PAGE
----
Prayer Focus

25th Hour

MPAA Rating: R-Rating (MPAA) for strong language and some violence
not reviewed
Moviemaking Quality:

Primary Audience:
Crime, Drama
2 hr. 14 min.
Year of Release:
Relevant Issues
Edward Norton in 25th Hour

Starring: Edward Norton, Barry Pepper, Rosario Dawson, Philip Seymour Hoffman, Brian Cox | Directed by: Spike Lee | Produced by: Julia Chasman, Jon Kilik, Spike Lee, Tobey Maguire, Nick Wechsler | Written by: David Benioff | Distributor: Touchstone Pictures

Viewer Comments
Positive—This film is very offensive but I give a positive take only because a good example of how not to live life is given. The movie probes some deep questions and the acting is decent, however if you’ve not seen some of the other current films like “The Two Towers” then those should come first. The movie is a good example of how disregard for God’s laws brings hell to life on Earth.
My Ratings: [Extremely Offensive / 4]
Bob C, age 39
Positive—“25th Hour” showcases absolutely phenomenal talent in many different areas, and it is one of the best films of 2002. It is wonderfully written, acted, photographed, and directed. It is, in my opinion flawless.

The film stars Edward Norton, one of the best actors out there right now, as Monty, a drug-dealer who is about to be sent away to prison for 7 years. The DEA has been tipped off by someone as to his involvement in a drug cartel, and they expect him to turn over his boss. When he won’t, jail is a certainty. So here he is, on his last day of freedom, before willingly going to jail. But the film is about more than just him. It is about his girlfriend, his father, and his friends, and every role is juicy. We get to know each and every character extremely well, and that is testament to the wonderful acting. Barry Pepper was the biggest surprise. He has always been a wonderful actor, but this character is very different from anything I’ve ever seen him play. As well, the Philip Seymour Hoffman character, and his struggles with his female student, Mary, played by Anna Paquin, really serves as a wonderful microcosm for the film as a whole. And he is once again brilliant. (When will Hoffman win an Oscar? He deserves four by my count.) A lot of things in this film do that actually. There are just so many great scenes in it. Spike Lee is a director of amazing ability. His visuals during the monologues are just remarkable. Every shot, every scene, every character is right on the money.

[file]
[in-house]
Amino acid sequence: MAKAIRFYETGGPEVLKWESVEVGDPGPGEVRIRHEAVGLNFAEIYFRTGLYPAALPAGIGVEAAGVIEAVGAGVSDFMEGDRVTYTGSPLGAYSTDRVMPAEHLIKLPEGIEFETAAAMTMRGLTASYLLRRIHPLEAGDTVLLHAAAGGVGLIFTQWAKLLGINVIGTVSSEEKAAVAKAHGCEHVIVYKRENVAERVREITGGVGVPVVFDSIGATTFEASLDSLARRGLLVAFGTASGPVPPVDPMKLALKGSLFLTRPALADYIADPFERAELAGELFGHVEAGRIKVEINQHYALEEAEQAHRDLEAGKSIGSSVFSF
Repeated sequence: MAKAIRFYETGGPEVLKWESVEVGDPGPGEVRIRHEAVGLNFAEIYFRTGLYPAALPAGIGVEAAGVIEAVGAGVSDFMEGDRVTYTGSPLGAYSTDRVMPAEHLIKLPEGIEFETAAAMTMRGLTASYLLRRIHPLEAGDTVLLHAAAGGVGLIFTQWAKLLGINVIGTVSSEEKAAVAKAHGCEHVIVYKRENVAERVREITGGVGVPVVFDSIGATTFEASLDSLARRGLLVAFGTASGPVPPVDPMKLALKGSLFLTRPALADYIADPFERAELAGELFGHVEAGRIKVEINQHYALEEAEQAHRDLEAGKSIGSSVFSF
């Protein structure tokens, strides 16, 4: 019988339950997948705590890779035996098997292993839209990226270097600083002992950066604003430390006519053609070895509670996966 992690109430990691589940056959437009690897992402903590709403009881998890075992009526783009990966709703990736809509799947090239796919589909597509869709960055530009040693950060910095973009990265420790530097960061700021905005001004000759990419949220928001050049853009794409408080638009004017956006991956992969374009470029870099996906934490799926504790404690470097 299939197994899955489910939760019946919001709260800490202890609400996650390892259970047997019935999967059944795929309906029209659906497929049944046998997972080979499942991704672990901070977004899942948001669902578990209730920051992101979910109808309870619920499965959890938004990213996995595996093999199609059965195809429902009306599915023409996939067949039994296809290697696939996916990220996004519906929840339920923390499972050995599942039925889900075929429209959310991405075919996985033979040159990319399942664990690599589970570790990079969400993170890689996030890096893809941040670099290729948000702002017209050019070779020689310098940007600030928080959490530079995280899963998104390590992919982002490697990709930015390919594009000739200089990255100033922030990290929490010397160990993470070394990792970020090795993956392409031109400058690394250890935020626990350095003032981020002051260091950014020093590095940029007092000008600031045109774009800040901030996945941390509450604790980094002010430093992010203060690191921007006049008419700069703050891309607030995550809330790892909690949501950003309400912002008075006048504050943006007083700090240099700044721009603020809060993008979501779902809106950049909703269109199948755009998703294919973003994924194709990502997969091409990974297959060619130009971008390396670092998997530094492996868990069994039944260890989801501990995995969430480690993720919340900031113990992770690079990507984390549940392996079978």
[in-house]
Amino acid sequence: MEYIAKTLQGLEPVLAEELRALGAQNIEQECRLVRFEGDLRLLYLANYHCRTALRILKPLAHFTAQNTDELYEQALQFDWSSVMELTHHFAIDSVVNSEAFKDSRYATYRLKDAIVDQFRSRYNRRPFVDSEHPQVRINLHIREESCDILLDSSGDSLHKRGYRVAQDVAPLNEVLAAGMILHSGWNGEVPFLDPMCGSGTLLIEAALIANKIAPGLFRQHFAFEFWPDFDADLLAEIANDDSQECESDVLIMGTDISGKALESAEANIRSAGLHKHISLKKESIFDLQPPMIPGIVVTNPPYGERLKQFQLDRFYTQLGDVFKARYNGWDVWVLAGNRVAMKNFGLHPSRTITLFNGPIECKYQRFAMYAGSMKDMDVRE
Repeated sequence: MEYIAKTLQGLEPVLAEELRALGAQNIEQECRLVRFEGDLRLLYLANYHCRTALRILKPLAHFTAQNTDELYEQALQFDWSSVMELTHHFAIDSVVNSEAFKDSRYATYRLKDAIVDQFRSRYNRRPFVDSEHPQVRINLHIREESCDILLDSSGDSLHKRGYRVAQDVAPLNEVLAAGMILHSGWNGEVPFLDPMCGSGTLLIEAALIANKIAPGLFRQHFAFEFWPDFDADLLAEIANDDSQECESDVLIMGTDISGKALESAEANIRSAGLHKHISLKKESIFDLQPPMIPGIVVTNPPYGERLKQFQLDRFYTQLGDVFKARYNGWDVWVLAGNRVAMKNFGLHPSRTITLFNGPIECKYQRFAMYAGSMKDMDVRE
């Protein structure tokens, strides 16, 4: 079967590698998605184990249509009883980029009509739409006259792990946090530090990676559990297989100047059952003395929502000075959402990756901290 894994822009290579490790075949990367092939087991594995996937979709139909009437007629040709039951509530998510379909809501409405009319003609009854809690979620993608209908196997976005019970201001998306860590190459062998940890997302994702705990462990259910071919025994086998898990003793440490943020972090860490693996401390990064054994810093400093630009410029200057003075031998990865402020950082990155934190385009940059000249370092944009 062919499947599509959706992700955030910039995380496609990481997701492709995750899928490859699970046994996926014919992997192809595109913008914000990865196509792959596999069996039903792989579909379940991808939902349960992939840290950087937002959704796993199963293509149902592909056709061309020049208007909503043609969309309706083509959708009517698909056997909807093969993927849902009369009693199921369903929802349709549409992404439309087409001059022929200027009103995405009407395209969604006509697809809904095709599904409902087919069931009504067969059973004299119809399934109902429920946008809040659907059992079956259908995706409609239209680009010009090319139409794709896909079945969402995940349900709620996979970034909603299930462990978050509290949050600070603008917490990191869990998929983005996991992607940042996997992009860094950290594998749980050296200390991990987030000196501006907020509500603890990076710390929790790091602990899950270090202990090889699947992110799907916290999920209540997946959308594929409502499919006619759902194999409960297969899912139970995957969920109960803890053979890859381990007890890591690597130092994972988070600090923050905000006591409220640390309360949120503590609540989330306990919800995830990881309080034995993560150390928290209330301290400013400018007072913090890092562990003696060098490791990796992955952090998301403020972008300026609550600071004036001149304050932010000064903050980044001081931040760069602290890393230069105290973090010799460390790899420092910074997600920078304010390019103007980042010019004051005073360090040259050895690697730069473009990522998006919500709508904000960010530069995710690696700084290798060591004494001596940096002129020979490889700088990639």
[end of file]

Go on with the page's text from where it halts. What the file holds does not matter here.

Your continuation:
“25th Hour” is about responsibility. It is so easy to shift blame, to neglect subjects, to deny the truth and turn away from all decisions difficult and right. Edward Norton has an amazing monologue that really drives this home. This monologue, as well as Brian Cox’s monologue at the end of the picture, have already been talked about a lot, and they deserve to be, because they are so very powerful. Each lasts about four minutes. Edward Norton’s monologue is one of immense anger and hate toward every single group of people in New York City. we can hear his voice blaming them for HIS situation, as if he would not be where he is now, if it weren’t for them. Then, looking in the mirror, he realizes that he can point his finger at only one person, himself. This monologue is extremely vulgar, yes, but to me it fit. I’m sure a lot of Christians will disagree, and that’s fine, but I think it was needed, it helped prove the point.

Brian Cox plays Monty’s father, a recovered alcoholic who runs an Irish pub. His monologue deals with an alternative life for his son, a magical what-if in which his son becomes a fine, upstanding young man, and his troubles don’t follow him. He is a father who is pained to see his boy going to jail. He wants his son to have a second chance, and the interesting thing is, the monologue is just as much for the father as it is for the son. How many parents could hold their head high and say, “My child is in jail.”? The monologue is essentially a dream, and the Cox character desperately needs to have hope that it could come true.